Outranking methods trying to associate a preference index to each pair of alternatives that is further exploited to rank alternatives in a descending order of preference.

Between these two categories, MAVT methods offer the advantage of greater simplicity and transparency. In addition, they are more compatible with cost-benefit analysis because they use a similar utilitarian background where decisions result from explicit or implicit trade-offs between conflicting interests or points of view. Although trade-offs are not acceptable under a strong sustainability perspective, they represent the most realistic approach for implementing the sustainability concept in practice.

For an interesting example of the use of MCA for environmental choices, see the SusTools project of the EC DG Research [Rabl et al 2004]. In this project two environmental problems were addressed in an MCA workshop with stakeholders: the treatment of waste, and the use of nitrogen fertilizer.


Compared to CBA (cost benefit analysis) the strength of MCA is the ability to include qualitative criteria. This is a crucial advantage for certain sustainability problems because not all impacts can be quantified in terms of monetary values, for example the risks of nuclear proliferation. For some impact categories, such as ecosystem impacts, reliable monetary values are not yet available, and the damage cost of greenhouse gases is still very uncertain and controversial. Furthermore, many decisions will involve additional considerations beyond economics, for instance equity. For choices that involve non-quantified impacts or considerations, one needs MCA.


Compared to CBA, MCA has a serious problem with the representativeness of its results because in practice it is notoriously difficult to achieve the participation of a representative sample of all the concerned stakeholders in any MCA exercise: most of the stakeholders who are invited refuse because they are too busy, and the ones who end up participating are rarely representative enough.

By contrast, the methods used by economists to determine monetary values for such impacts as health and mortality, reduced visibility, noise, global warming etc (see e.g. the Methodology2005 Update of ExternE [2005]) are designed to yield representative results. In particular the contingent valuation method, now very mature and frequently used for valuing environmental goods [Mitchell and Carson 1989], involves interviewing large representative samples of the concerned population (at least several hundred, usually on the order of a thousand). For many impact types the literature contains several valuation studies that can be compared. In any case, standardized and generally accepted monetary values based on economic analysis are necessary to make policy decisions consistent with the preferences of the population as expressed in the transactions of the market.

Opportunities for broadening and deepening LCA

The main advantage of MCA, compared to CBA, is the ability to deal with criteria or impacts that are too difficult to express in monetary terms, for example the risks of nuclear proliferation for nuclear power. In particular, social impacts are practically impossible to reduce to monetary values, and therefore MCA is necessary for broadening LCA to social impacts.

Another advantage, at least in principle, is the possibility of involving the stakeholders directly in the decision process. However, in practice it is notoriously difficult to achieve theparticipation of a representative sample of all the concerned stakeholders: most of thestakeholders who are invited refuse because they are too busy, and the ones who end upparticipating are rarely representative enough.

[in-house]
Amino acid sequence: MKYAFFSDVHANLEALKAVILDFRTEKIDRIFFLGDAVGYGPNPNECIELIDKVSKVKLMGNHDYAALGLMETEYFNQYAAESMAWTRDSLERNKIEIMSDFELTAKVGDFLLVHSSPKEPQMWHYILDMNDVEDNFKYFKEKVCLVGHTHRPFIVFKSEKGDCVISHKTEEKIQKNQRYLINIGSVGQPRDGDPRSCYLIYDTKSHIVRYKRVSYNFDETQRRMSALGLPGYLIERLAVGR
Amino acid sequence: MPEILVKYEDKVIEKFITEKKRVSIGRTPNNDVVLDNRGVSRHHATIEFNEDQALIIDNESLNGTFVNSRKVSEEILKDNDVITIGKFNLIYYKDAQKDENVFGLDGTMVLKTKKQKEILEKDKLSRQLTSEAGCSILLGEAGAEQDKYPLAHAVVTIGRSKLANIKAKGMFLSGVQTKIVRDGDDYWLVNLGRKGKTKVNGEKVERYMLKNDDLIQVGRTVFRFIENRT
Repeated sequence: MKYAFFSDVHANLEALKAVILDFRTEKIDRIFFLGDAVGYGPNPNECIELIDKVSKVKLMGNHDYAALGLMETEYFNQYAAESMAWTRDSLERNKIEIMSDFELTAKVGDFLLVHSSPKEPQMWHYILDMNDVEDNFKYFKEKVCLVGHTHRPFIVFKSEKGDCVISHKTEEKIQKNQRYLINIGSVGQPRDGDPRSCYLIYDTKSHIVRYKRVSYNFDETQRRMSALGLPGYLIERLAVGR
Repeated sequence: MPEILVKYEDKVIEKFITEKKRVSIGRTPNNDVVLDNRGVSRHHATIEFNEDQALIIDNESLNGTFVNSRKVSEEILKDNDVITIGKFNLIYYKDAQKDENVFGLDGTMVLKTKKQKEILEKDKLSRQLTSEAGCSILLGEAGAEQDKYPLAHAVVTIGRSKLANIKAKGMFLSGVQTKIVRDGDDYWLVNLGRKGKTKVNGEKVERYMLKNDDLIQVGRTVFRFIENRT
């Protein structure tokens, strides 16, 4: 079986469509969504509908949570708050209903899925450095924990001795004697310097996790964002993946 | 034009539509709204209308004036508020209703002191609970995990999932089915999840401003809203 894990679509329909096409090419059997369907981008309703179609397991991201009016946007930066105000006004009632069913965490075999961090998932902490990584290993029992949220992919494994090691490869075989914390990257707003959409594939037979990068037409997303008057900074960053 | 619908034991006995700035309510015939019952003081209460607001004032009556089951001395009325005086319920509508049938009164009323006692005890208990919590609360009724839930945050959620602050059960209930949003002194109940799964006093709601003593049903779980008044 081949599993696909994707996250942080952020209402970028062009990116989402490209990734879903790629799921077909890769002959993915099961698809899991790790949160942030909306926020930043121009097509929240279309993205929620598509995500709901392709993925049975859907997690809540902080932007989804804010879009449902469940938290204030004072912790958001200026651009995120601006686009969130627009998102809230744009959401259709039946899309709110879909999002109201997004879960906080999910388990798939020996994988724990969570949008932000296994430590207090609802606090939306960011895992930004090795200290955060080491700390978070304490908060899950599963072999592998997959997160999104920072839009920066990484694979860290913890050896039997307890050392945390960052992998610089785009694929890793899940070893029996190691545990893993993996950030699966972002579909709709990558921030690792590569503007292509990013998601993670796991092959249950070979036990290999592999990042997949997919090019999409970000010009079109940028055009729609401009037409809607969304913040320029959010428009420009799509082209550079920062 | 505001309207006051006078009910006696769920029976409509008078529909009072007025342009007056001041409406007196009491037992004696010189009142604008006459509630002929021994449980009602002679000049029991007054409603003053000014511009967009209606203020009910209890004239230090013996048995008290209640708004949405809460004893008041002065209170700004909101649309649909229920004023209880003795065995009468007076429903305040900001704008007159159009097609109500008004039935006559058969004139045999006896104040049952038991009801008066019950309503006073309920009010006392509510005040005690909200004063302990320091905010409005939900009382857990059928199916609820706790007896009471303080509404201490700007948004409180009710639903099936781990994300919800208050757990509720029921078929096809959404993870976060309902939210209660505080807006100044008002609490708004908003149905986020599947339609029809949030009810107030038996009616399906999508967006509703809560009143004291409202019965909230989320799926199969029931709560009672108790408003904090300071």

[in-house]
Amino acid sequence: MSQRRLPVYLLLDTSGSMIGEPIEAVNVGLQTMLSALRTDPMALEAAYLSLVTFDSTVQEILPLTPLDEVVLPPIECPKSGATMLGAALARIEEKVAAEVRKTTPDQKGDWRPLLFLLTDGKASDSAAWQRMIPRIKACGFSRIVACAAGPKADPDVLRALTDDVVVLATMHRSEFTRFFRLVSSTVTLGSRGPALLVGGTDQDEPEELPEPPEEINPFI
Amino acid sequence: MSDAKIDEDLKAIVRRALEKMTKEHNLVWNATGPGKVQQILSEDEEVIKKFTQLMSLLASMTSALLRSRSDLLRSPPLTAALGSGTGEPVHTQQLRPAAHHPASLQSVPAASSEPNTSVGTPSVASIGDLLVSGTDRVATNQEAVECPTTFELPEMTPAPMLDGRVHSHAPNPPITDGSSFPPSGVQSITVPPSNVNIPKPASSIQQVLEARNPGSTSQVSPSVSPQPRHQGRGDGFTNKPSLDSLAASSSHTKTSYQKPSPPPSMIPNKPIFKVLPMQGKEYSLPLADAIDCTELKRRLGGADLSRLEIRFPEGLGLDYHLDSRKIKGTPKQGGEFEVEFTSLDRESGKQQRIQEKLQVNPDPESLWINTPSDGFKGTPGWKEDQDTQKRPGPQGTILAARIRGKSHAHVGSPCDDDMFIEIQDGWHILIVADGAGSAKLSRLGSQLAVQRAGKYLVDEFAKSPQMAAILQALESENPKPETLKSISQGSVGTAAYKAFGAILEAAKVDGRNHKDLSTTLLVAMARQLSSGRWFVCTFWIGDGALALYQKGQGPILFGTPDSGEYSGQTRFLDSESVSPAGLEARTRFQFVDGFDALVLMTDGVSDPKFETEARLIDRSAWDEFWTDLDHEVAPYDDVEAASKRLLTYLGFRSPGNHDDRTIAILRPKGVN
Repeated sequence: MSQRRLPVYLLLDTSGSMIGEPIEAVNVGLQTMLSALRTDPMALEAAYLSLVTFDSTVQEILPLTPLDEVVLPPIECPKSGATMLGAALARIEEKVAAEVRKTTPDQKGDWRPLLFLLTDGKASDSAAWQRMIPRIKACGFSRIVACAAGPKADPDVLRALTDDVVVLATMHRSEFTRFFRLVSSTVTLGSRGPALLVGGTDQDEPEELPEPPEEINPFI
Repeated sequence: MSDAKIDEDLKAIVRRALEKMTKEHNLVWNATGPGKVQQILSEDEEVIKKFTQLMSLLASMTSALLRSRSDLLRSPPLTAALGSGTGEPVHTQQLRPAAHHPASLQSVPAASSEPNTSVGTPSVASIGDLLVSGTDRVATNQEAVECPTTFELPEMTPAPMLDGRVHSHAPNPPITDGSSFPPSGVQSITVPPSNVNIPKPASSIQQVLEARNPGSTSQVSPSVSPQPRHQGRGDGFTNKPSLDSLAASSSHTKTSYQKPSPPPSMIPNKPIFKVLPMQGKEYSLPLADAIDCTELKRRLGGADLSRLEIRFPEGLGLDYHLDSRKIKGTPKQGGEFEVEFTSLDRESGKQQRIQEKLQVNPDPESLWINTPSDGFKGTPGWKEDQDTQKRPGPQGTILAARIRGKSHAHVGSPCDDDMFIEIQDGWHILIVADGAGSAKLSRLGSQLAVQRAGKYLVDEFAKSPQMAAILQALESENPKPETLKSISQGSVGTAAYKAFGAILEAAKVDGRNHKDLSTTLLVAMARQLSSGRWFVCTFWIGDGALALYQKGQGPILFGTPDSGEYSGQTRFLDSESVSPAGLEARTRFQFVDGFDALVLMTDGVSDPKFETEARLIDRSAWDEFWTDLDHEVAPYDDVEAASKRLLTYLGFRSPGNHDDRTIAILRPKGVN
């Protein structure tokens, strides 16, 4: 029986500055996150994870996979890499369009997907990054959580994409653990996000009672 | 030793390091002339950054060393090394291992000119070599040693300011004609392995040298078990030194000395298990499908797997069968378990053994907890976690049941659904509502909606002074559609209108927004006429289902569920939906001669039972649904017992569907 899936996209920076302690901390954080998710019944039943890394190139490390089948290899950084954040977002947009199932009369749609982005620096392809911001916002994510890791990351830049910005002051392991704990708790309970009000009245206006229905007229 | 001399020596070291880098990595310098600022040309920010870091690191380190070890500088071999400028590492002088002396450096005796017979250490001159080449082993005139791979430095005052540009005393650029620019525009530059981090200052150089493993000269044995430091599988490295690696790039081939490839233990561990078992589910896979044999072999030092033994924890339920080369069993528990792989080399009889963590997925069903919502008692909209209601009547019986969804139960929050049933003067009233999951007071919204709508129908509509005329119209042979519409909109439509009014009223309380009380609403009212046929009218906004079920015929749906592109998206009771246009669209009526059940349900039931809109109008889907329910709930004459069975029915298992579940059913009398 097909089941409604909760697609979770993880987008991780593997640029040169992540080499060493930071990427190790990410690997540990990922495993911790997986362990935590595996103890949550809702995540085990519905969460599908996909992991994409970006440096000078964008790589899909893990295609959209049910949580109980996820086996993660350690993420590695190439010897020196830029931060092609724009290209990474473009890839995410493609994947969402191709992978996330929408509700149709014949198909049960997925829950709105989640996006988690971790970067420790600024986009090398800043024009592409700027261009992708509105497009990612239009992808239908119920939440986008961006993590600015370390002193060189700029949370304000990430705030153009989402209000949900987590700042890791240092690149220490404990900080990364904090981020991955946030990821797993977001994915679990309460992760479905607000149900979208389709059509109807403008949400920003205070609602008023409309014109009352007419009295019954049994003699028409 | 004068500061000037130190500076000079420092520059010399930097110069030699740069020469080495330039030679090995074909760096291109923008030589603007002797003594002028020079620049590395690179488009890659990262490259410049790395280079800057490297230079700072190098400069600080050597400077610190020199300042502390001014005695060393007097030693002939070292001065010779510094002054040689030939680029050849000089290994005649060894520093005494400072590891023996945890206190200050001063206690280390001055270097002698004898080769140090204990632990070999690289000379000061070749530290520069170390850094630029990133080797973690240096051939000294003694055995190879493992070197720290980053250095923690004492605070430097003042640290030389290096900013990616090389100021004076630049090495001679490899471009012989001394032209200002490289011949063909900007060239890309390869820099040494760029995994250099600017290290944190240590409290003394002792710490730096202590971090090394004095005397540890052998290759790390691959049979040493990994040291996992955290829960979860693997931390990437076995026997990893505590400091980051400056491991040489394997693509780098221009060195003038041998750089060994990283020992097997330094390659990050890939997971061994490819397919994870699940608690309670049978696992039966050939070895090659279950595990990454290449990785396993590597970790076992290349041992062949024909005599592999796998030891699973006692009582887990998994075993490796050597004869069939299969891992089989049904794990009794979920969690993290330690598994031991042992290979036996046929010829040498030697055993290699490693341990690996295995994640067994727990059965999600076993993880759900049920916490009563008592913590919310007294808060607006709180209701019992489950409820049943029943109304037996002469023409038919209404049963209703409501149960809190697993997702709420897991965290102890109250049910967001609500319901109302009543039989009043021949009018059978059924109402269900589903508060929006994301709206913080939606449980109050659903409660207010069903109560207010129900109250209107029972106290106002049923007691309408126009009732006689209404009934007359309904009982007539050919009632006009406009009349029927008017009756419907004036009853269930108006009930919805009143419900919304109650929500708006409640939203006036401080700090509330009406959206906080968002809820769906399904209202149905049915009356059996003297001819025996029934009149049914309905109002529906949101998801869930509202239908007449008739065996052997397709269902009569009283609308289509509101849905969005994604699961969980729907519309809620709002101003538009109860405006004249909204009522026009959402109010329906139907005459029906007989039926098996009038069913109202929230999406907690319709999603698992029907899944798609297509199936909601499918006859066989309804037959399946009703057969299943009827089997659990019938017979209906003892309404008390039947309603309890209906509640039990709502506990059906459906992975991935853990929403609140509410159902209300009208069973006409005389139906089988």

The most promising approach is to combine CBA and MCA, i.e. use monetary values as much as possible and then proceed to MCA to account for impacts and criteria which can be expressed only in qualitative terms. In any case, decision makers always use some kind of informal assessment of multiple criteria, however subjective it may be in a particular case. A more rigorous formal MCA approach can only improve the quality of the decisions.

Threats for broadening and deepening LCA

The main threat to the use of MCA for broadening LCA lies in the cost and difficulty of carrying out an MCA exercise with a sufficiently representative sample of stakeholders to yield representative results.

Literature/Internet links

Belton, V. and Stewart, T. J., (2002), Multiple Criteria Decision Analysis: An integrated approach. Kluwer Academic Publishers, Dordrecht.

ExternE 2005. ExternE – Externalities Of Energy: Methodology 2005 Update. Available at

Faucheux, S., and Froger, G., (1995), Decision making under environmental uncertainty. Ecological Economics, 15, 29-42

Lahdelma, R., Salminen, P., Hokkanen, J., (2000), Using Multicriteria Methods in Environmental Planning and Management. Environmental Management, 26 (6), 595-605.

Martinez–Alier J., Munda G., O’Neill J., (1998), Weak comparability of values as a foundation for ecological economics. Ecological Economics, 26, 277-286.

Omann, I., (2000), How can Multi-criteria Decision Analysis contribute to environmental policy making? A case study on macro-sustainability in Germany. Paper for the Third International Conference of the European Society for Ecological Economics, Vienna.

Rabl A, Zoughaib A, von Blottnitz H, Holland M, Torfs R, van der Linden A, Diakoulaki D, Taylor T, Arnold S, Scasny M, Havranek M, Kovanda J & Boyadjiev D. 2004. “Tools for sustainability: Development and application of an integrated framework”. Final Technical Report, contract N° EVG3-CT-2002-80010. EC DG Research. Available at

Toman, M., (1998), “Sustainable Decision Making: The state of the art from an economic perspective”. Discussion Paper 98–39, Resources for the Future, Washington DC.

Zeleny M., (1982), Multiple Criteria Decision Making, McGraw-Hill, NY.